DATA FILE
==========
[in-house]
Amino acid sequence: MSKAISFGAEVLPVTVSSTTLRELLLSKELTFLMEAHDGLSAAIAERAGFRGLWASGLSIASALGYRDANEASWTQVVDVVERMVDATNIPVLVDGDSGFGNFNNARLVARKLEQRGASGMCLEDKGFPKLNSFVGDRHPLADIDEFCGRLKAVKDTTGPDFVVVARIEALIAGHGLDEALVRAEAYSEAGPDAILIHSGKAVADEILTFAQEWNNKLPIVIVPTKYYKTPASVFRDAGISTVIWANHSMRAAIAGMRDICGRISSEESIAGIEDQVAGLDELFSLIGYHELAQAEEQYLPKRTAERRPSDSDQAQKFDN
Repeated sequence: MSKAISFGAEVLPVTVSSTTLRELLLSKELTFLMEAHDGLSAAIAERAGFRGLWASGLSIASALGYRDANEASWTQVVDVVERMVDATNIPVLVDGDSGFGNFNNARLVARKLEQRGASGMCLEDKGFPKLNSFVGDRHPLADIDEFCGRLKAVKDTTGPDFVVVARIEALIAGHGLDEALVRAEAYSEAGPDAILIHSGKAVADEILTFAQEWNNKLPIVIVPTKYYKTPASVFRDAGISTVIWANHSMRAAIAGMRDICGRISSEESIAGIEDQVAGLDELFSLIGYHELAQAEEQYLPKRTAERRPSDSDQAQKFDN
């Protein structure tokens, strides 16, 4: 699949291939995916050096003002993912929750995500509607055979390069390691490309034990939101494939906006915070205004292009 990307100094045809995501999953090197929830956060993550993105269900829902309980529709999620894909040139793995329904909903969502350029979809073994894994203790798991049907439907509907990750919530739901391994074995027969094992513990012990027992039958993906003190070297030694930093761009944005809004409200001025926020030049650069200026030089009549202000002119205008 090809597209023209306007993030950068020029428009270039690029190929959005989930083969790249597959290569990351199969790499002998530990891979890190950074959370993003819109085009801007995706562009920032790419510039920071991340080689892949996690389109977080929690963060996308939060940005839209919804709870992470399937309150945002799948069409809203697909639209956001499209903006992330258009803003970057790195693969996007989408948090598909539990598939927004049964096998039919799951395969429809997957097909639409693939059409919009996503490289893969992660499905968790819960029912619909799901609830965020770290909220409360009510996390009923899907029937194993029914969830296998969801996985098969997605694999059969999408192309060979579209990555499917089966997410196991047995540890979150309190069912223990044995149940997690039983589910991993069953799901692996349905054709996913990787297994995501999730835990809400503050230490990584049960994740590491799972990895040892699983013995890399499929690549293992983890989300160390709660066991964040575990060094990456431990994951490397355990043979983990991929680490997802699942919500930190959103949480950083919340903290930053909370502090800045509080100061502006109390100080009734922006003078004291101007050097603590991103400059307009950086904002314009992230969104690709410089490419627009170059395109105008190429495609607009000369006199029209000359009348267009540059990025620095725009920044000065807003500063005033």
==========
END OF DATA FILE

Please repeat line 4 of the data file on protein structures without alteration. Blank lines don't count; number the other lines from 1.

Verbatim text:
């Protein structure tokens, strides 16, 4: 699949291939995916050096003002993912929750995500509607055979390069390691490309034990939101494939906006915070205004292009 990307100094045809995501999953090197929830956060993550993105269900829902309980529709999620894909040139793995329904909903969502350029979809073994894994203790798991049907439907509907990750919530739901391994074995027969094992513990012990027992039958993906003190070297030694930093761009944005809004409200001025926020030049650069200026030089009549202000002119205008 090809597209023209306007993030950068020029428009270039690029190929959005989930083969790249597959290569990351199969790499002998530990891979890190950074959370993003819109085009801007995706562009920032790419510039920071991340080689892949996690389109977080929690963060996308939060940005839209919804709870992470399937309150945002799948069409809203697909639209956001499209903006992330258009803003970057790195693969996007989408948090598909539990598939927004049964096998039919799951395969429809997957097909639409693939059409919009996503490289893969992660499905968790819960029912619909799901609830965020770290909220409360009510996390009923899907029937194993029914969830296998969801996985098969997605694999059969999408192309060979579209990555499917089966997410196991047995540890979150309190069912223990044995149940997690039983589910991993069953799901692996349905054709996913990787297994995501999730835990809400503050230490990584049960994740590491799972990895040892699983013995890399499929690549293992983890989300160390709660066991964040575990060094990456431990994951490397355990043979983990991929680490997802699942919500930190959103949480950083919340903290930053909370502090800045509080100061502006109390100080009734922006003078004291101007050097603590991103400059307009950086904002314009992230969104690709410089490419627009170059395109105008190429495609607009000369006199029209000359009348267009540059990025620095725009920044000065807003500063005033």